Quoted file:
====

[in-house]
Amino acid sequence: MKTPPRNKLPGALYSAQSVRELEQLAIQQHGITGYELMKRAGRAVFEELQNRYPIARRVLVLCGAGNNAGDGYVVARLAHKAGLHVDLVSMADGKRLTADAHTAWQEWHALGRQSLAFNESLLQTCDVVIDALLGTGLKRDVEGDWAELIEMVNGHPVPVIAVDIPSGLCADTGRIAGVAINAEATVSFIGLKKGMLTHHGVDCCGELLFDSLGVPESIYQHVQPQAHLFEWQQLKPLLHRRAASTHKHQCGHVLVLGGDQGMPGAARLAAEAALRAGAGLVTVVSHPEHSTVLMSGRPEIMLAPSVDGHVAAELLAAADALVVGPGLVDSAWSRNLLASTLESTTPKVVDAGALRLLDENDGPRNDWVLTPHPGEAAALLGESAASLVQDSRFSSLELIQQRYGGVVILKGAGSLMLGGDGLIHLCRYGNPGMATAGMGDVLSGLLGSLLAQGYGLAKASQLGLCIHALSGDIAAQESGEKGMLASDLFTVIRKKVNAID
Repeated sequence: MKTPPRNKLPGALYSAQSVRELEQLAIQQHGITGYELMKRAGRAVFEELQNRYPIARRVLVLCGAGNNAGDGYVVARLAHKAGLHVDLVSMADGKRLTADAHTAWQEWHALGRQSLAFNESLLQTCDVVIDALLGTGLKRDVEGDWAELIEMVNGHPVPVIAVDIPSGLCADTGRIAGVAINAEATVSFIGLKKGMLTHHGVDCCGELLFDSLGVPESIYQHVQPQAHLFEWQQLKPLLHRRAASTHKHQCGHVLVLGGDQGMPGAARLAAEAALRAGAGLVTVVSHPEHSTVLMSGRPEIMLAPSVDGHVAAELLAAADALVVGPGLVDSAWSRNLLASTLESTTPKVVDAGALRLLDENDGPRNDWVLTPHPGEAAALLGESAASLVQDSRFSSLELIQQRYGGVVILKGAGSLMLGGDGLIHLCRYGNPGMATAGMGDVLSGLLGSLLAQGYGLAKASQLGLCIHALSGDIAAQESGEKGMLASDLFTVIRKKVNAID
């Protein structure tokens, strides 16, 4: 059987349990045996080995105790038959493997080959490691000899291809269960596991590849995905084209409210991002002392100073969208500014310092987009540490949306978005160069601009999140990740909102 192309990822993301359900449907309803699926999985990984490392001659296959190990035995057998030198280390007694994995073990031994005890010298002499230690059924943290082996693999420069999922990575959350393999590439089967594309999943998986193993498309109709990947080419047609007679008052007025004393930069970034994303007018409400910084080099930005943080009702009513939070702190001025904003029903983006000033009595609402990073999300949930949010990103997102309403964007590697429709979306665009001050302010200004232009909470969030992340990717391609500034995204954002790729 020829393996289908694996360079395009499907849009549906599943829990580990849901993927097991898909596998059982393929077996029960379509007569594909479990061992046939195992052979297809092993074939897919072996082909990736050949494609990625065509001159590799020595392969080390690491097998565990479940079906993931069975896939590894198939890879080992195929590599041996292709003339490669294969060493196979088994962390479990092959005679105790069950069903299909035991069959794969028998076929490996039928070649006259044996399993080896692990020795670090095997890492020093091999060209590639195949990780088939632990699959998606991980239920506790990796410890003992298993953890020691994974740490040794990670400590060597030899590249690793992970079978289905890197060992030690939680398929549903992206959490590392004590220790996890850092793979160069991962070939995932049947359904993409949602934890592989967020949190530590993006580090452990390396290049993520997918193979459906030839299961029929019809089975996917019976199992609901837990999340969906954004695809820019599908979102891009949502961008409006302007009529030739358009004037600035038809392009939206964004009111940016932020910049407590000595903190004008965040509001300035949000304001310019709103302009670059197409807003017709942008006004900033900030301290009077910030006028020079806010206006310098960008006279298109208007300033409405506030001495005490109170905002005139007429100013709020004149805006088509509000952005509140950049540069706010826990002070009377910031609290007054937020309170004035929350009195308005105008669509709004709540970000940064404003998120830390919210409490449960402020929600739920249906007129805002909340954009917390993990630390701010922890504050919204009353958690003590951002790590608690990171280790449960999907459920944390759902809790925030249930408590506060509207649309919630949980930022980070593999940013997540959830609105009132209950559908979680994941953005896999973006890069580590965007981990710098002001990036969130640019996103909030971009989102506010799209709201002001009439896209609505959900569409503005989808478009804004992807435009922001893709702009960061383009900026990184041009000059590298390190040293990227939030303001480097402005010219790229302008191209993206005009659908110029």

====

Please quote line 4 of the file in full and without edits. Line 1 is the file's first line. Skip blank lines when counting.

């Protein structure tokens, strides 16, 4: 059987349990045996080995105790038959493997080959490691000899291809269960596991590849995905084209409210991002002392100073969208500014310092987009540490949306978005160069601009999140990740909102 192309990822993301359900449907309803699926999985990984490392001659296959190990035995057998030198280390007694994995073990031994005890010298002499230690059924943290082996693999420069999922990575959350393999590439089967594309999943998986193993498309109709990947080419047609007679008052007025004393930069970034994303007018409400910084080099930005943080009702009513939070702190001025904003029903983006000033009595609402990073999300949930949010990103997102309403964007590697429709979306665009001050302010200004232009909470969030992340990717391609500034995204954002790729 020829393996289908694996360079395009499907849009549906599943829990580990849901993927097991898909596998059982393929077996029960379509007569594909479990061992046939195992052979297809092993074939897919072996082909990736050949494609990625065509001159590799020595392969080390690491097998565990479940079906993931069975896939590894198939890879080992195929590599041996292709003339490669294969060493196979088994962390479990092959005679105790069950069903299909035991069959794969028998076929490996039928070649006259044996399993080896692990020795670090095997890492020093091999060209590639195949990780088939632990699959998606991980239920506790990796410890003992298993953890020691994974740490040794990670400590060597030899590249690793992970079978289905890197060992030690939680398929549903992206959490590392004590220790996890850092793979160069991962070939995932049947359904993409949602934890592989967020949190530590993006580090452990390396290049993520997918193979459906030839299961029929019809089975996917019976199992609901837990999340969906954004695809820019599908979102891009949502961008409006302007009529030739358009004037600035038809392009939206964004009111940016932020910049407590000595903190004008965040509001300035949000304001310019709103302009670059197409807003017709942008006004900033900030301290009077910030006028020079806010206006310098960008006279298109208007300033409405506030001495005490109170905002005139007429100013709020004149805006088509509000952005509140950049540069706010826990002070009377910031609290007054937020309170004035929350009195308005105008669509709004709540970000940064404003998120830390919210409490449960402020929600739920249906007129805002909340954009917390993990630390701010922890504050919204009353958690003590951002790590608690990171280790449960999907459920944390759902809790925030249930408590506060509207649309919630949980930022980070593999940013997540959830609105009132209950559908979680994941953005896999973006890069580590965007981990710098002001990036969130640019996103909030971009989102506010799209709201002001009439896209609505959900569409503005989808478009804004992807435009922001893709702009960061383009900026990184041009000059590298390190040293990227939030303001480097402005010219790229302008191209993206005009659908110029």